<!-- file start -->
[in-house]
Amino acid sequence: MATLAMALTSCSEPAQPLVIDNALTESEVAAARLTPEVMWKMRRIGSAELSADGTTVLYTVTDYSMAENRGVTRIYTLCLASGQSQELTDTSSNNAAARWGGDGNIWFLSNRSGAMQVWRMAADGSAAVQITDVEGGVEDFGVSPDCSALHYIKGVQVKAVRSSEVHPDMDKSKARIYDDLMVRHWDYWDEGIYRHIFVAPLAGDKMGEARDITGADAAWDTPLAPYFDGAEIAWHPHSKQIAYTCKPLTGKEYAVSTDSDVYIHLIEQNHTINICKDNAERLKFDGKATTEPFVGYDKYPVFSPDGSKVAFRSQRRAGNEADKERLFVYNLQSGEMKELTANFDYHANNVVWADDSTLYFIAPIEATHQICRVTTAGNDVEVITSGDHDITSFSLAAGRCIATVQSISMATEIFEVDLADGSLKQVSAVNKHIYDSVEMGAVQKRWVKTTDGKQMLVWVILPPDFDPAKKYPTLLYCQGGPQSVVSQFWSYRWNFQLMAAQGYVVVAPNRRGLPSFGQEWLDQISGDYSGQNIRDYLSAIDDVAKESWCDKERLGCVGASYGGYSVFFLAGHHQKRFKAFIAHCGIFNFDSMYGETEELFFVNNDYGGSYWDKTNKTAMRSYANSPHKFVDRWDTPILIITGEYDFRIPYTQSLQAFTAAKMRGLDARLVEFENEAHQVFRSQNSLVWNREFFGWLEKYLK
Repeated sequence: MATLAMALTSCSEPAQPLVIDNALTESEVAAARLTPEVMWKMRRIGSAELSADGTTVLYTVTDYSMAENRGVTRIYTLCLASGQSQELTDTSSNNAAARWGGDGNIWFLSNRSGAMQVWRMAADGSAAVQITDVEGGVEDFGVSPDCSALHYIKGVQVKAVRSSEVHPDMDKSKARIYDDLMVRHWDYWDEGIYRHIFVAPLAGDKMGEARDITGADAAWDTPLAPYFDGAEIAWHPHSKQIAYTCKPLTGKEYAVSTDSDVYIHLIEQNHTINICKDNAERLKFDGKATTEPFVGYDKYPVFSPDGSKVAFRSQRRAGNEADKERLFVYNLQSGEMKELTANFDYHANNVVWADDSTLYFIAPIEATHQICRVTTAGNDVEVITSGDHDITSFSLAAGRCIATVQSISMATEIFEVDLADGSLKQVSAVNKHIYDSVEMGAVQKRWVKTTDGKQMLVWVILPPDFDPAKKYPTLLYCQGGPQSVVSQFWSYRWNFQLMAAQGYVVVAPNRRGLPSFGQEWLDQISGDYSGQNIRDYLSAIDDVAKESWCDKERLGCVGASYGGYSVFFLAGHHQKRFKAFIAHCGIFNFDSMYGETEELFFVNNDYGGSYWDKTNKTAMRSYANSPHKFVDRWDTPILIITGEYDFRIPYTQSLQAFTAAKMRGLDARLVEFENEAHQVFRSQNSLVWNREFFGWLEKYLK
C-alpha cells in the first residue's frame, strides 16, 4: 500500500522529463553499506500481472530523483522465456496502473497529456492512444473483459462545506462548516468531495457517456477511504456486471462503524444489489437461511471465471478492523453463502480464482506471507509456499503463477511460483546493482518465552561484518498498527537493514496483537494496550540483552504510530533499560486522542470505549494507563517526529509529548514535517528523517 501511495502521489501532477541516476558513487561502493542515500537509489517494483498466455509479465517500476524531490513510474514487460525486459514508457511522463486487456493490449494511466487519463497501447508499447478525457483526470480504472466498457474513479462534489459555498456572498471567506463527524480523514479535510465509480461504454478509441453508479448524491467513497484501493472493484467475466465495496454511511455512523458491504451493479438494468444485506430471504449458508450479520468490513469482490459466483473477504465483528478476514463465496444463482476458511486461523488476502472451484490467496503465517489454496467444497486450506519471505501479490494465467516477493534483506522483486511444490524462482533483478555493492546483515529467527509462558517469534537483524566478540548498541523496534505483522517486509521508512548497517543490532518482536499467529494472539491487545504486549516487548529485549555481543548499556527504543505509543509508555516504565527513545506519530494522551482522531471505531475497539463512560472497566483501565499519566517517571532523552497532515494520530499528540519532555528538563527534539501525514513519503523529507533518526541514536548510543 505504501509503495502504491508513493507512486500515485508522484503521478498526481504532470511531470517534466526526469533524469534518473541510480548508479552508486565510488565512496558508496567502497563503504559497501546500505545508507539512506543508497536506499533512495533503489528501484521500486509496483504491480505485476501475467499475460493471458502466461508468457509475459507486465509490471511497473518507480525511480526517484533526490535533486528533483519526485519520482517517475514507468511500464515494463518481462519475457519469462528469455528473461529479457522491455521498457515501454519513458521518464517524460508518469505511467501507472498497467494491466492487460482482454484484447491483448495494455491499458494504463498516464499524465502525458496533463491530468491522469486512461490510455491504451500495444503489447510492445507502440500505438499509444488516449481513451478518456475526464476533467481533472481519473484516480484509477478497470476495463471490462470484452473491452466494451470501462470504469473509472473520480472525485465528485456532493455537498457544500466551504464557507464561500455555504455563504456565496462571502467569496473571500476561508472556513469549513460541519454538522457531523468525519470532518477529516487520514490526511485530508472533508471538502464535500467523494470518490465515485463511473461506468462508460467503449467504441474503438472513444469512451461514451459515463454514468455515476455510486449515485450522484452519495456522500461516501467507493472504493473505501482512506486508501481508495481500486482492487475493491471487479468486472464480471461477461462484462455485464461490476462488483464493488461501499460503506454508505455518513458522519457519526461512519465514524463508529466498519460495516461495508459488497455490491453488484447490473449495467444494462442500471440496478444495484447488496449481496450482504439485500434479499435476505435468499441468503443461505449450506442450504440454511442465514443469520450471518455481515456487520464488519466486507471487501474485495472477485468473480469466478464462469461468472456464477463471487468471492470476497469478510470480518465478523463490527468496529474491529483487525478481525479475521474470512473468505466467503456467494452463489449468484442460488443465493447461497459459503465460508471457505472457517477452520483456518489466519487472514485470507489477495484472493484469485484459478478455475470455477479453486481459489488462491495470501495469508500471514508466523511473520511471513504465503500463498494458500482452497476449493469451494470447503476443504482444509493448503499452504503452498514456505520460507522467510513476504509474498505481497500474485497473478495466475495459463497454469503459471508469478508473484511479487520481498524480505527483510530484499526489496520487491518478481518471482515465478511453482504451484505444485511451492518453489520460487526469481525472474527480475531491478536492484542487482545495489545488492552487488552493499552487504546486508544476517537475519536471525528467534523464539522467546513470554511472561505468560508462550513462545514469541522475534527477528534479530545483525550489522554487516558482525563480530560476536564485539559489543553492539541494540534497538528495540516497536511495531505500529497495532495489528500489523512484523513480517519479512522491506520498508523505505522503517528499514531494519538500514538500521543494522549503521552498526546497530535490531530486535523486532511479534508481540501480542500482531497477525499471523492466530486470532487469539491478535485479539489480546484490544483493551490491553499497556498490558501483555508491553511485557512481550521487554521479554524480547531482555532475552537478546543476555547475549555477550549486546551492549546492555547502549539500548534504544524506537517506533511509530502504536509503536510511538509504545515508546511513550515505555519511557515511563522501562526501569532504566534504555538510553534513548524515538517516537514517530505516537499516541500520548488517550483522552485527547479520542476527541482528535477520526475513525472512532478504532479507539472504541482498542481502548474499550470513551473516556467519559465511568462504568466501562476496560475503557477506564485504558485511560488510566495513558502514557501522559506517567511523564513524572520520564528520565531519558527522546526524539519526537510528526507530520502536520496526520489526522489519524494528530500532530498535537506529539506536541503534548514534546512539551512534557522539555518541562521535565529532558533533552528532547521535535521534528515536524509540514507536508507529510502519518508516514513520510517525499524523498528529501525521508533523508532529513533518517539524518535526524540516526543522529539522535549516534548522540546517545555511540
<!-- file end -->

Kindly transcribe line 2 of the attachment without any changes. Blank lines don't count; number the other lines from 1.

Amino acid sequence: MATLAMALTSCSEPAQPLVIDNALTESEVAAARLTPEVMWKMRRIGSAELSADGTTVLYTVTDYSMAENRGVTRIYTLCLASGQSQELTDTSSNNAAARWGGDGNIWFLSNRSGAMQVWRMAADGSAAVQITDVEGGVEDFGVSPDCSALHYIKGVQVKAVRSSEVHPDMDKSKARIYDDLMVRHWDYWDEGIYRHIFVAPLAGDKMGEARDITGADAAWDTPLAPYFDGAEIAWHPHSKQIAYTCKPLTGKEYAVSTDSDVYIHLIEQNHTINICKDNAERLKFDGKATTEPFVGYDKYPVFSPDGSKVAFRSQRRAGNEADKERLFVYNLQSGEMKELTANFDYHANNVVWADDSTLYFIAPIEATHQICRVTTAGNDVEVITSGDHDITSFSLAAGRCIATVQSISMATEIFEVDLADGSLKQVSAVNKHIYDSVEMGAVQKRWVKTTDGKQMLVWVILPPDFDPAKKYPTLLYCQGGPQSVVSQFWSYRWNFQLMAAQGYVVVAPNRRGLPSFGQEWLDQISGDYSGQNIRDYLSAIDDVAKESWCDKERLGCVGASYGGYSVFFLAGHHQKRFKAFIAHCGIFNFDSMYGETEELFFVNNDYGGSYWDKTNKTAMRSYANSPHKFVDRWDTPILIITGEYDFRIPYTQSLQAFTAAKMRGLDARLVEFENEAHQVFRSQNSLVWNREFFGWLEKYLK